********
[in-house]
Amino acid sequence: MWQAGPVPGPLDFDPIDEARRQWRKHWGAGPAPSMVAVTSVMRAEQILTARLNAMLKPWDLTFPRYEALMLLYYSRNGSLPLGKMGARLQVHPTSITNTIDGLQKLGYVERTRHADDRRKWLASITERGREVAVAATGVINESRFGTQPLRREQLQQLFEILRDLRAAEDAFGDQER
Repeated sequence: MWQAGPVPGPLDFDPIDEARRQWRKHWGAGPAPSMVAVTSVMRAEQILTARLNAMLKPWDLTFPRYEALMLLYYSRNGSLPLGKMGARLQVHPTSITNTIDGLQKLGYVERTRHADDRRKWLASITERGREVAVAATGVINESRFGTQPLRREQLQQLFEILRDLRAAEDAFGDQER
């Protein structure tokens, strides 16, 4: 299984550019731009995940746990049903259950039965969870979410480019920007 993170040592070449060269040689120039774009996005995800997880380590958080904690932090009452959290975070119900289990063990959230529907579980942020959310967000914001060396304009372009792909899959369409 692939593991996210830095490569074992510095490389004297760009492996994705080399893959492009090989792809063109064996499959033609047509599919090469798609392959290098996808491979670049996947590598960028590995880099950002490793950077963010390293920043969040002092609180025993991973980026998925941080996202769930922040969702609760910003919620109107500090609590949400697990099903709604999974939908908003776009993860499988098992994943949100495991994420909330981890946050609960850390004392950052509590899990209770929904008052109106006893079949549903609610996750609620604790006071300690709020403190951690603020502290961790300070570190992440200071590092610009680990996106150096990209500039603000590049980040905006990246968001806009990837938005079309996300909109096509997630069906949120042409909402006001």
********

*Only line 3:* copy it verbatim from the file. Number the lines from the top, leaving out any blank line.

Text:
Repeated sequence: MWQAGPVPGPLDFDPIDEARRQWRKHWGAGPAPSMVAVTSVMRAEQILTARLNAMLKPWDLTFPRYEALMLLYYSRNGSLPLGKMGARLQVHPTSITNTIDGLQKLGYVERTRHADDRRKWLASITERGREVAVAATGVINESRFGTQPLRREQLQQLFEILRDLRAAEDAFGDQER